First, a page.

It is always a difficult tension in the Christian life to live in this world, today, while remembering that we are in reality citizens of another world, the fulfillment of which is yet to come. It is commonplace today in Reformed theology to recognize that the Christian lives between the timesalready we are in Christ, but a yet more glorious future awaits us in the final consummation. There is, therefore, a not yet about our present Christian experience. Calvin well understood this, and he never dissolved the tension between the already and the not yet. But he also stressed the importance for the present of the life-focus on the future. Calvin sought, personally, to develop a balance of contempt for the present life with a deep gratitude for the blessings of God and a love and longing for the heavenly kingdom. The sense that the Lord would come and issue His final assessment on all and bring His elect to glory was a dominant motif for him. This, the theme of his chapter Meditation of the Future Life, was a major element in the energy with which he lived in the face of the not yet of his own ailments and weakness. When he was seriously ill and confined to bed, his friends urged him to take some rest, but he replied, Would you that the Lord when he comes, should find me idle? By living in the light of the return of Christ and the coming judgment, Calvin became deeply conscious of the brevity of time and the length of eternity. This sense of eternity overflowed from his life into his work. It was so characteristic of him that it flowed out naturally in his prayers at the conclusion of his lectures. Here we see the wonderful harmony of his biblical exposition, his understanding of the gospel, his concern to teach young men how to live for Gods glory, and his personal piety. A fragment of one of these prayers, chosen almost randomly, fittingly summarizes this all-too-brief reflection of the heart for God that Calvin expressed in his learning and leadership: May we be prepared, whatever happens, rather to undergo a hundred deaths than to turn aside from the profession of true piety, in which we know our safety to be laid up. And may we so glorify thy name as to be partakers of that glory which has been acquired for us through the blood of thine only-begotten son. Amen. Sinclair Ferguson, John Calvin: A Heart for Devotion, Doctrine, and Doxology, ed. Burk Parsons (Reformation Trust, 2008), 4041

Calvin the Evangelist

Thursday··2009·06·18 · 4 Comments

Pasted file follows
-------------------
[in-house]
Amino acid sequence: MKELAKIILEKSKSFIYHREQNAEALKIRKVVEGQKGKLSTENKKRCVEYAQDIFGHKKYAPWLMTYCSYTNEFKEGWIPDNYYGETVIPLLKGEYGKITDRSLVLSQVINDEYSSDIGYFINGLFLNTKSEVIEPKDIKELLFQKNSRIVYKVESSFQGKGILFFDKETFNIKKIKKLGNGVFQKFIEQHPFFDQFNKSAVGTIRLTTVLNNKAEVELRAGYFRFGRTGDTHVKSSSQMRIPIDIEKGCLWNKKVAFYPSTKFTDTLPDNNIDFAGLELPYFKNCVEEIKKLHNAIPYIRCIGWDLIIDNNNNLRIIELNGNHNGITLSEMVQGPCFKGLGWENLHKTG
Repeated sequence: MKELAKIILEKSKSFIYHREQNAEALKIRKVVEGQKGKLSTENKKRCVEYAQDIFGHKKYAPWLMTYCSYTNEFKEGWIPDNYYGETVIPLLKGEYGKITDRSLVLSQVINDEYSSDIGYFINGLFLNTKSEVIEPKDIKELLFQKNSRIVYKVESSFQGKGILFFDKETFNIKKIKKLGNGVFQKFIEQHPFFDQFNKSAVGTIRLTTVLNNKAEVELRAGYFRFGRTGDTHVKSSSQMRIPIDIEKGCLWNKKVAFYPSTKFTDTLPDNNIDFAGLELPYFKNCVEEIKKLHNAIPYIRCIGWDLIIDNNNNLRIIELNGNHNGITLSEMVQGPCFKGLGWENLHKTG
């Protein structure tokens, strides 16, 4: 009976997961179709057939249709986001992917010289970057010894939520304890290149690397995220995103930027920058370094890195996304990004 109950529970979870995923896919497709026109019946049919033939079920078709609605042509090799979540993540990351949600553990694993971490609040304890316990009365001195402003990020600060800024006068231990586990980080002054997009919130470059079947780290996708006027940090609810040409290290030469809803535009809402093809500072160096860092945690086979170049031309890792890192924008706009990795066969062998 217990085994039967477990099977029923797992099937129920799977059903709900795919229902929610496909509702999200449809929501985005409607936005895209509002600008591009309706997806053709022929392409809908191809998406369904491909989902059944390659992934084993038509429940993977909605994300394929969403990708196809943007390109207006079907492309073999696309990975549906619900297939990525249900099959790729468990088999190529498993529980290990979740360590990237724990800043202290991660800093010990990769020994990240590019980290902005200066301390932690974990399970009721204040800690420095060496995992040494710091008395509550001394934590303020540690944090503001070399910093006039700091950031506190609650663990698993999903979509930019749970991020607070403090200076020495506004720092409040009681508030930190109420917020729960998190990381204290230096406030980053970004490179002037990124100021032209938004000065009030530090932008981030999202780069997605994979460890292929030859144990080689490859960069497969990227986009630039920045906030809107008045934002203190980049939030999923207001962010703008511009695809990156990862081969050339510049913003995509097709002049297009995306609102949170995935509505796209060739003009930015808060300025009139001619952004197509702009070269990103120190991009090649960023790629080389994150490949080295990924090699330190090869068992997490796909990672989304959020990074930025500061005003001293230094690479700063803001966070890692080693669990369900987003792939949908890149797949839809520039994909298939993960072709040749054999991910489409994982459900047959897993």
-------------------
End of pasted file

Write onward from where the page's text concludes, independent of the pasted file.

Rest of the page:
As you are no doubt aware, Calvinists are not concerned with evangelism. Calvinism itself declares evangelism unnecessary. Right? History tells a different story, a story that goes back to Calvin himself. CALVIN AS PASTOR/EVANGELIST/MISSIONARYMost are aware of the stereotypical charge that Calvinists are concerned only about doctrine and are indifferent to evangelism and missions. It is further charged that Calvinism is actually counterproductive to the missionary/evangelistic enterprise. Not only is that historically untrue, as revealed by examining the roster of great evangelistic pastors and missionaries who were avowed Calvinists, (i.e., George Whitfield, Charles H. Spurgeon, William Cary, David Brainerd, Jonathan Edwards, etc.), it is patently untrue of Calvin himself. Calvins passion as a pastor/evangelist was revealed in multiple venues. Calvin persistently evangelized to the children of Geneva through catechism classes and the Geneva Academy. Moreover, he trained preachers to appeal for men and women to follow Christ. The visitation of the sick prescribed an evangelistic inquiry. Even a cursory examination of Calvins sermons readily reveals an unquenchable zeal for men and women to be converted to Christ. But what about missions? In the Registry of the Venerable Company of Pastors, it is recorded that eighty-eight missionaries had been sent out from Geneva. In actuality, there were probably more than one hundred, and most of them were directly under Calvin. But missions work also went on at a more informal level. Geneva became a magnet for persecuted believers, and many of these immigrants were discipled and eventually returned to their own countries as effective missionaries and evangelists. As the troubled times in Calvins pastoral ministry subsided, the opportunity for intentional missionary expansion, and church planting ripened. The blessing of God upon the missionary endeavors of Calvin and the Geneva churches from 1555 to 1562 was extraordinarymore than one hundred underground churches were planted In France by 1560. By 1562, the number had increased to 2,150, producing more than three million members. Some of these churches had congregations numbering in the thousands. The pastor of Montpelier informed Calvin by letter that our church, thanks to the Lord, has so grown and so continues to grow every day that we are preaching three sermons every Sunday to more than 5 to 6 thousand people. another letter from the pastor of Toulouse declared our church continues to grow to the astonishing number of 8 to 9 thousand souls. Calvins beloved France, through his ministry, was invaded by more than thirteen hundred Geneva-trained missionaries. This effort, coupled with Calvins support of the Waldensians, produced a French Huguenot Church that almost triumphed over the Catholic Counter-Reformation in France. Calvin did not evangelize and plant churches in France alone. Geneva-trained missionaries planted churches in Italy, the Netherlands, Hungary, Poland, Germany, England, Scotland, and the independent states of the Rhineland. Evan more astonishing was an initiative that sent missionaries to Brazil. Calvins commitment to evangelism and missions was not theoretical, but as in every other area of his life and ministry, a matter of zealous action and passionate commitment. Harry L. Reeder, John Calvin: A Heart for Devotion, Doctrine, and Doxology, ed. Burk Parsons (Reformation Trust, 2008), 6768